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Abdulhameed Al-Attas

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  1. Like
    Abdulhameed Al-Attas got a reaction from Sanguine in Second ABO/Rh sample   
    The ABO/Rh confirmatory policy has been developed to prevent transfusion from a misidentified sample.
    Our guidelines states unless electronic patient identification systems are in place, a second sample should
    be requested for confirmation of the ABO/Rh group of the first time patient prior to transfusion, where this
    does NOT impede the delivery of urgent red cells or other components.
     
    The ABO/Rh confirmatory is a STAT test and should be handeled accordingly, it must be from a seperate collection phlebotomy and collected at a different time from the initial one.
     
    It should NOT be a retained sample from the initial collection and delivered as a second one after Bank Bank calls for a ABO/Rh confirmatory sample.
     
    Yes,post 4 months of age, we require a confirmatory sample, as MAGNUM stated.
    We must always remember that the most important test done in the Blood Bank is ABO grouping. 
  2. Like
    Abdulhameed Al-Attas reacted to Dr. Pepper in Acceptable specimen PEG auto adsorption   
    Since you wash the cells several times anyway before use, it seems logical that any anticoagulant is washed away (or at least mammothly diluted). We have this issue more frequently finding enough cells for an eluate, or an eluate and autoadsorption. For both procedures I have successfully used citrated cells and cells from lithium heparin chem tubes if you can fight your way through the gel. (Speaking of lithium heparin, if a patient has a juicy antibody, I collect all the lithium heparin chem tubes and EDTA heme tubes I can to pool and freeze to torment future generations of students. If validated, does anyone know a reason why lithium heparin plasma cannot be used for, say, a panel if your serum or EDTA plasma is in short supply? Seems to work fine for the students.)
  3. Like
    Abdulhameed Al-Attas reacted to Dansket in Blood Returned to the lab >10 degrees C   
    Your procedures are outdated and I agree with your pathologist.  Once an RBC unit exceeds 10C, it should be discarded per AABB, CAP, FDA.  We discard any returned units that have been spiked or if the outlet port covers have been opened, to that they may not be reissued...   
     
    There have been extensive discussions on this website regarding this very issue.
  4. Like
    Abdulhameed Al-Attas reacted to Dr. Pepper in Rule of 3   
    OK, the only magic to the "3+3" rule is that if you plug those numbers into the horribly unwieldy formula for Fisher's exact method of calculating probability, you will get a probability (p) of 1/20, or a 1 in 20 chance that the reactions could have occured by chance, or a 95% confidence level that your conclusion is correct. (This is a totally arbitrary number by the way.) Lower p values (1/15, 1/9 etc) allow for too much chance of random association. Higher values (1/28, 1/56) show that there's a much smaller chance that your conclusion is incorrect.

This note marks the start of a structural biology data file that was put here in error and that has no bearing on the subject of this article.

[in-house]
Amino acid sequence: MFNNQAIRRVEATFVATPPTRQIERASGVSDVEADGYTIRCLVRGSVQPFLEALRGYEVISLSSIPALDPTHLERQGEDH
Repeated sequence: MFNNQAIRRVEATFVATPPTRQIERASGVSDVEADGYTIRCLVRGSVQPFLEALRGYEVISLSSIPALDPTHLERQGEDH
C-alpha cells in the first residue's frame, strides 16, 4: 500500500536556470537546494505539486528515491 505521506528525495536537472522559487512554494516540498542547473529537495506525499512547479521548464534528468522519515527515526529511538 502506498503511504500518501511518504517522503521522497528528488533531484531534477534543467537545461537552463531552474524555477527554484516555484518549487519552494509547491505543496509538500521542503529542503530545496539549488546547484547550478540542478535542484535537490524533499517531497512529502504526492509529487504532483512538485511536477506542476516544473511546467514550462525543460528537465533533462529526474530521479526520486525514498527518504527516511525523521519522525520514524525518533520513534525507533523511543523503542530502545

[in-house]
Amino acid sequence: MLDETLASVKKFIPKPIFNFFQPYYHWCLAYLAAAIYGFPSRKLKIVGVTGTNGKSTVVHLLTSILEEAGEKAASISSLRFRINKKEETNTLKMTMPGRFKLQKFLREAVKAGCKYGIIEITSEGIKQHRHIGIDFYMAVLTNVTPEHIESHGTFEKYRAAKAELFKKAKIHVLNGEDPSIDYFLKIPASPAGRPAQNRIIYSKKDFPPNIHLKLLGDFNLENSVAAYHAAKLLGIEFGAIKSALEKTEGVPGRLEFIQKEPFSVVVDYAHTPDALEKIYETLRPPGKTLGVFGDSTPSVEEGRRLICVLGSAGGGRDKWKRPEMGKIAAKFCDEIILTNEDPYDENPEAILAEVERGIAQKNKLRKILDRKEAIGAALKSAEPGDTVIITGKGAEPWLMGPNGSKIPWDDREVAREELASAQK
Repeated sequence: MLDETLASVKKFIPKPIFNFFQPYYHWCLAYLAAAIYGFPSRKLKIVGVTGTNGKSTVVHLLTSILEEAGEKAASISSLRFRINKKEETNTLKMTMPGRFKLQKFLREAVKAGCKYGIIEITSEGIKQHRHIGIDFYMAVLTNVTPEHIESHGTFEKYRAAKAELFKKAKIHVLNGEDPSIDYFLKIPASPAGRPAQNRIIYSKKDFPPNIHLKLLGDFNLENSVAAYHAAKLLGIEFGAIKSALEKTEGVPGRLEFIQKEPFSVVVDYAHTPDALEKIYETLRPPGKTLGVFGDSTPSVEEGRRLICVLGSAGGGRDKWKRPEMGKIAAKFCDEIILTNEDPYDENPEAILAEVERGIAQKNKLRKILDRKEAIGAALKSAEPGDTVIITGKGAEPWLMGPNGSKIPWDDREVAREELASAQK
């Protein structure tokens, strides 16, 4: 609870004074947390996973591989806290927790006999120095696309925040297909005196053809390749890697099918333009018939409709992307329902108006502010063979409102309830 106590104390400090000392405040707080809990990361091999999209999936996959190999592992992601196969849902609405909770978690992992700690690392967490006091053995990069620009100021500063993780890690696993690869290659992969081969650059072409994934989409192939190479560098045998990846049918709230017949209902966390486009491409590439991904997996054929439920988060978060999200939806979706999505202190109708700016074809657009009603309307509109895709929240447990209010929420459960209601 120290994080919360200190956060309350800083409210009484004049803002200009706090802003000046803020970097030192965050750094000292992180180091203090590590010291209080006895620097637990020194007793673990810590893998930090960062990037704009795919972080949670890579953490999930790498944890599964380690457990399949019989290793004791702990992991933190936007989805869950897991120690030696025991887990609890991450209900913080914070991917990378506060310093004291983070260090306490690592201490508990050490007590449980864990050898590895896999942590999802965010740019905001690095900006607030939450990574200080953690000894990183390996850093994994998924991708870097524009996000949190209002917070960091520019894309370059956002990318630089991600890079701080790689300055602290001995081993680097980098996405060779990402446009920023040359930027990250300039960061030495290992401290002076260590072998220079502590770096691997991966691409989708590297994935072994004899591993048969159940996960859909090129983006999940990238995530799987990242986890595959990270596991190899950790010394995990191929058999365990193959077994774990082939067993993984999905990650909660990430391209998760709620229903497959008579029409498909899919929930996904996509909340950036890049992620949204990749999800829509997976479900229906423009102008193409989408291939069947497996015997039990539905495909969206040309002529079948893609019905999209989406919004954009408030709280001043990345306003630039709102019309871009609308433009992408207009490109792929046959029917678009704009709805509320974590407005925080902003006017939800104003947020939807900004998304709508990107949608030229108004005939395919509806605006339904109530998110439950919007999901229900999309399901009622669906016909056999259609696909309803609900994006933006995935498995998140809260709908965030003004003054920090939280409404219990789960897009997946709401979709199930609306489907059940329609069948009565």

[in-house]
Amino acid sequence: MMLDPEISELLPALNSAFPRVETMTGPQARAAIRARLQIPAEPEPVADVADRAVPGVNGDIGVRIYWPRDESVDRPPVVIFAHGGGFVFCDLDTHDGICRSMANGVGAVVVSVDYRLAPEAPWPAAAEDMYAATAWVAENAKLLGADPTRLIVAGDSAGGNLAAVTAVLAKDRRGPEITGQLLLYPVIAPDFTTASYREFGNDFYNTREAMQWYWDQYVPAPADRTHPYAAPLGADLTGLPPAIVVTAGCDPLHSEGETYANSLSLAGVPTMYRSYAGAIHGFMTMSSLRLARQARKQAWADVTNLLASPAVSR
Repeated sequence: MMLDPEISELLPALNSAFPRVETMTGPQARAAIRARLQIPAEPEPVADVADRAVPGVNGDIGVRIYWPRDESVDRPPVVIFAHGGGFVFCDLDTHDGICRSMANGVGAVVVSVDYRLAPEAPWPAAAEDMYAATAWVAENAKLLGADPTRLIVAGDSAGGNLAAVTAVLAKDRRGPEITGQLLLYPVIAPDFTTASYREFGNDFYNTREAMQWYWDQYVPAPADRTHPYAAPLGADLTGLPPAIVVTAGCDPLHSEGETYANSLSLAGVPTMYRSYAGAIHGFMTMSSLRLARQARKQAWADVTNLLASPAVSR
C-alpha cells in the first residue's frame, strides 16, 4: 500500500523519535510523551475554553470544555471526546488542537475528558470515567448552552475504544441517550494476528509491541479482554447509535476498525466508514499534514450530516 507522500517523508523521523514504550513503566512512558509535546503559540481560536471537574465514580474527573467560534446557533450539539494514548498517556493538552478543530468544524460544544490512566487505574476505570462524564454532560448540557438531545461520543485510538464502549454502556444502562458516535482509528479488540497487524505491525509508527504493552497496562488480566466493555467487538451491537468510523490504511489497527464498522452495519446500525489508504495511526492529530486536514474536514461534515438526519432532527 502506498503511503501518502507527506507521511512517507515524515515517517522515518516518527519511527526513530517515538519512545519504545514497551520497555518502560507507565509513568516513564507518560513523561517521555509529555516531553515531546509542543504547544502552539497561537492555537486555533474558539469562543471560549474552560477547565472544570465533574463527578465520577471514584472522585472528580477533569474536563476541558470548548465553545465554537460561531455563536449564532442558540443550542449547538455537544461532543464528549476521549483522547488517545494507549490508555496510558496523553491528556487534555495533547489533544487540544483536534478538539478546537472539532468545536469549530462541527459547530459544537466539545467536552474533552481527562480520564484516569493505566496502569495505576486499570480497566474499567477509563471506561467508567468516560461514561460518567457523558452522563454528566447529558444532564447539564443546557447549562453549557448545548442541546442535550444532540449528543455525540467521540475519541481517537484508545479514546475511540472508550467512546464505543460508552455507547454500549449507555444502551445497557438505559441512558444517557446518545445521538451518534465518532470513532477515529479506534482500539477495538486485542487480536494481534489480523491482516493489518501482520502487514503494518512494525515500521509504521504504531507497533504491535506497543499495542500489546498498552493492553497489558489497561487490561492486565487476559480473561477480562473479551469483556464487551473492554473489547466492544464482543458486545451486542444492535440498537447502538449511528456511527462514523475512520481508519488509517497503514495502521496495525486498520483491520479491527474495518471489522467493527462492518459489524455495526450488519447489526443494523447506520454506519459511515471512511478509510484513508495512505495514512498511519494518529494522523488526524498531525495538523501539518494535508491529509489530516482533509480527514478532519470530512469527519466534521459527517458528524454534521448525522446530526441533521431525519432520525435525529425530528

But there are other magic combinations that will give you an acceptable p: 5 and 2 (1/21), 4 and 3 (1/35), 6 and 2 (1/28) and so on. You do not necessarily need 3+3. See Goodchild's reference.
     
    You run into problems when you only have one positive or negative cell: 7 and 1 (p of 1/8), 8 and 1 (1/9), etc. You would have to get to 19 and 1 to get the magic p of 1/20. If you think about it non-arithmatically, what if your one reactive panel cell is also positive for an unlisted low frequency antigen? What if your one negative didn't have serum added or isn't reacting for some other technical reason?
     
    So you don't necessarily need 3 Cw+ cells; 5 or more neg and 2 pos would suffice. And you don't need 3 Js(b-) cells; 19 pos and 1 neg would be OK statistically. The problem I see with the high incidence antigens like this would be that with only one negative cell with which to rule out, you would still have a bunch of other antibody choices you would like to rule out, hence the need to test more negative cells.
     
    So, pedantry aside, the bottom line is "don't base your ID just on the reaction with one cell". A second cell of similar makeup coupled with the pos or negs from the rest of the panel should bump your p past 1/20.
  5. Like
    Abdulhameed Al-Attas got a reaction from John C. Staley in Second ABO/Rh sample   
    The ABO/Rh confirmatory policy has been developed to prevent transfusion from a misidentified sample.
    Our guidelines states unless electronic patient identification systems are in place, a second sample should
    be requested for confirmation of the ABO/Rh group of the first time patient prior to transfusion, where this
    does NOT impede the delivery of urgent red cells or other components.
     
    The ABO/Rh confirmatory is a STAT test and should be handeled accordingly, it must be from a seperate collection phlebotomy and collected at a different time from the initial one.
     
    It should NOT be a retained sample from the initial collection and delivered as a second one after Bank Bank calls for a ABO/Rh confirmatory sample.
     
    Yes,post 4 months of age, we require a confirmatory sample, as MAGNUM stated.
    We must always remember that the most important test done in the Blood Bank is ABO grouping.